Thursday, December 12, 2013

New Information About Vitamin D

Vitamin D has gotten unending amounts of press lately. It's been touted for a whole number of health conditions, including cancer, immune conditions, heart disease, and diabetes. That said, research into the therapeutic effects of vitamin D supplementation have been inconsistent, and there's been some discussion of the importance of blood levels of vitamin D as a test. The version of vitamin D tested by health care professionals is not the active form of vitamin D, but is a 'pre-hormone' that acts as a reservoir and is converted into vitamin D for use by the body. Researchers are asking themselves what exactly this test measures, and whether raising those levels has a therapeutic effect.

Enter into this a paper that was recently published which suggests that serum vitamin D levels are the result of chronic disease, rather than the cause of it. The authors postulate that during chronic disease, vitamin D levels fall, rather than inadequate vitamin D levels being the cause of the chronic disease. The paper is a review of hundreds of individual studies of vitamin D, some of which looked at serum levels of vitamin D, while others looked at the effect of vitamin D supplementation on disease. While I think it's of limited clinical use to assess the effect of vitamin D on health generally, rather than on specific diseases (consider the results we'd get if we were to assess the benefits of a statin cholesterol drug on human health over a variety of conditions), the study nonetheless deserves enormous plaudits for the sheer scope of the study. With 290 studies to draw from, the information they generated should have some weight.

In summary, the findings were this: Low blood levels of vitamin D appear to be the result of chronic diseases, rather than their cause. The researchers noted many, many associations of low vitamin D with conditions such as cardiovascular disease, multiple sclerosis, mood disorders, and weight gain, but did not find strong evidence that vitamin D supplementation resolved these issues.  As stated previously, there are some issues with applying this information - reconciling the broad conclusions of this study (that vitamin D supplementation does not affect disease generally) with the specific conclusions of others will be a challenge for clinicians.

The primary concession the authors make is that among the elderly, vitamin D supplementation has a clear beneficial effect on reducing overall mortality. They were hesitant to discuss why this was, but agreed that vitamin D supplementation was an important intervention for the elderly, who are susceptible to a number of ailments.

Nonetheless, the idea that the body responds to chronic disease by lowering serum levels of vitamin D is not without precedent - it does similar things with iron. However, the reason that the body appears to do this is still unclear. Stay tuned as we continue to learn more about vitamin D.

Vitamins have risen and fallen in the past, be they vitamin C or vitamin E. This study will likely not prove to be a nail in the coffin of vitamin D, but it will certain shape our understanding of vitamin D in the future. Consumers should still note the fact that this study will not change recommended supplementation guidelines. The Institute of Medicine increased the recommended amount a few years ago from 400IU to 800IU for healthy adults, and that number still stands. Supplementing with vitamin D, despite the findings of this study, is still strongly recommended.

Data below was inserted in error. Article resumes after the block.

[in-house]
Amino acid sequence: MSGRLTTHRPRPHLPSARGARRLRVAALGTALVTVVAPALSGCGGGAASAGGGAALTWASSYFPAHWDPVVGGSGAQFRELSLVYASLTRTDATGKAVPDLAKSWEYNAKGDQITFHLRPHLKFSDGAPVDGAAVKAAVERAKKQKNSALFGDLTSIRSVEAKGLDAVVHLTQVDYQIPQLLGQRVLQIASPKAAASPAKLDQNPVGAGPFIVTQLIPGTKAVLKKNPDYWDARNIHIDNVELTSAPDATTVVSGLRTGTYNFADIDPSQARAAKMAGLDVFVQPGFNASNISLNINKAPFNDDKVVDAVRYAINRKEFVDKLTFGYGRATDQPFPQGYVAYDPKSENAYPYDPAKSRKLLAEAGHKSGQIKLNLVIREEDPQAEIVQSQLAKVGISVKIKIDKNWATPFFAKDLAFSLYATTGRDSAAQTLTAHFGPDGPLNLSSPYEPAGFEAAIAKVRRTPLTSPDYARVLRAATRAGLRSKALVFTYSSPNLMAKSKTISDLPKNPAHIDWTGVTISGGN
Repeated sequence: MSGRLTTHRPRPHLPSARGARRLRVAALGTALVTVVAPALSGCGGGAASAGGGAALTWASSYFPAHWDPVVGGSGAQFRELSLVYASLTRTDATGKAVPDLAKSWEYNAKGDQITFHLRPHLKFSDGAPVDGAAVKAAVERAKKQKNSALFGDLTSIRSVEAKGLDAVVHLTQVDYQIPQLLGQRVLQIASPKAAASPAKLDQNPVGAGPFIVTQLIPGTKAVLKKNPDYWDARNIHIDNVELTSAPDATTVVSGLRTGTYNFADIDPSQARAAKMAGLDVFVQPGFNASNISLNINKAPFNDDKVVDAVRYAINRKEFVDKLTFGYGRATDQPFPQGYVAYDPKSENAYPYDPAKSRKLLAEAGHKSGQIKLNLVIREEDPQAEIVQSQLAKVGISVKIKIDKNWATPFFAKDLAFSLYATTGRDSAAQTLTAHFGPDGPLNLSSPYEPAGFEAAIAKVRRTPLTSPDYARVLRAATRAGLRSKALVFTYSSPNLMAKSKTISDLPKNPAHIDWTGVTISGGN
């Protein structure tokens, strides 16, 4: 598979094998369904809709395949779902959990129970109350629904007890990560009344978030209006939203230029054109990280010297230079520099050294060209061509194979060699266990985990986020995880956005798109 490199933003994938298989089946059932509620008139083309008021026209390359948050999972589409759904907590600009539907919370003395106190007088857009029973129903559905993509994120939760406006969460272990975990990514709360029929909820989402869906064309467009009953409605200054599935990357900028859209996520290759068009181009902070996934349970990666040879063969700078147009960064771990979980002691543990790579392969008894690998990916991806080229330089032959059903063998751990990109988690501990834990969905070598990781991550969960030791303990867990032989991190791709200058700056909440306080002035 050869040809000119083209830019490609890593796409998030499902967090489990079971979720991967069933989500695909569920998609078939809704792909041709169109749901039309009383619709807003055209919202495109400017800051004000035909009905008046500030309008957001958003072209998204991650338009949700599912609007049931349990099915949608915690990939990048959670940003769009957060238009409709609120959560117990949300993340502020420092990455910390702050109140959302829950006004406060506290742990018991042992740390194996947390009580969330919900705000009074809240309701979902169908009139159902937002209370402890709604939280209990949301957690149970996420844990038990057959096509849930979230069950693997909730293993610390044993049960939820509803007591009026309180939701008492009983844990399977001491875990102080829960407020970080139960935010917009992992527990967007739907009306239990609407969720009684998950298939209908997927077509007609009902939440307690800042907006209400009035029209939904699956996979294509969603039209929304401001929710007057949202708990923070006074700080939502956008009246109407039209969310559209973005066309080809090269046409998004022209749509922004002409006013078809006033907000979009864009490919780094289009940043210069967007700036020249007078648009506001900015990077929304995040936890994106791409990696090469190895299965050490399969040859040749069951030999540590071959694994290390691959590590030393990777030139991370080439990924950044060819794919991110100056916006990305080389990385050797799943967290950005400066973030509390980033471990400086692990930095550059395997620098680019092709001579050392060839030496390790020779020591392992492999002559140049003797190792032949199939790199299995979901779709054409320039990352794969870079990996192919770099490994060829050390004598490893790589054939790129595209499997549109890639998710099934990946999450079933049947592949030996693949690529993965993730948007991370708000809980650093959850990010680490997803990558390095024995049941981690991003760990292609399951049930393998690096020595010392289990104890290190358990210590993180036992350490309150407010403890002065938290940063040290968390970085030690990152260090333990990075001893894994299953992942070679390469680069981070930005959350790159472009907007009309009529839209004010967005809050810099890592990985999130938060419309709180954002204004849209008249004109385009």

Thursday, December 5, 2013

A Dirty Dozen Of Fish?

Smart consumers know about the Dirty Dozen, a list of vegetables and fruits includes the one most often contaminated by pesticides and other environmental toxins. The recommendation is to buy organically-grown versions of these foods in order to avoid unnecessary chemical exposure. These are contrasted with the Clean Fifteen, which aren't heavily sprayed or otherwise contaminated when grown conventionally and are fine to eat when conventionally-grown. These lists are clear, organized, and easy to use and many shoppers have the lists memorized, or at least key members of the lists.

However, when it comes to fish, things get a lot murkier. There are mercury issues to consider, there are issues related to overfishing, and questionable farming practices also enter the picture. Unfortunately, while lists for each of these criteria exist independently, none are compiled into something as clear as the Dirty Dozen.

Well, at least until now. The Food & Water Watch has put together a handout that compiles the criteria into a "Dirty Dozen" for Fish. The list includes fish that are contaminated with metals and other toxins, fish that are not sustainably caught, fish that are subject to unhealthy farming methods, and others. The list includes: Atlantic cod, Atlantic flatfish, caviar, Chilean sea bass, eel, farmed salmon, imported catfish, imported farmed shrimp, imported king crab, orange roughy, shark, and Atlantic bluefin tuna.

The list also includes recommendations of fish and seafood that can be substituted for the "dirty" fish. In all, it makes a great guide for buyers looking to increase fish in their diets while promoting their own health and the health of the planet.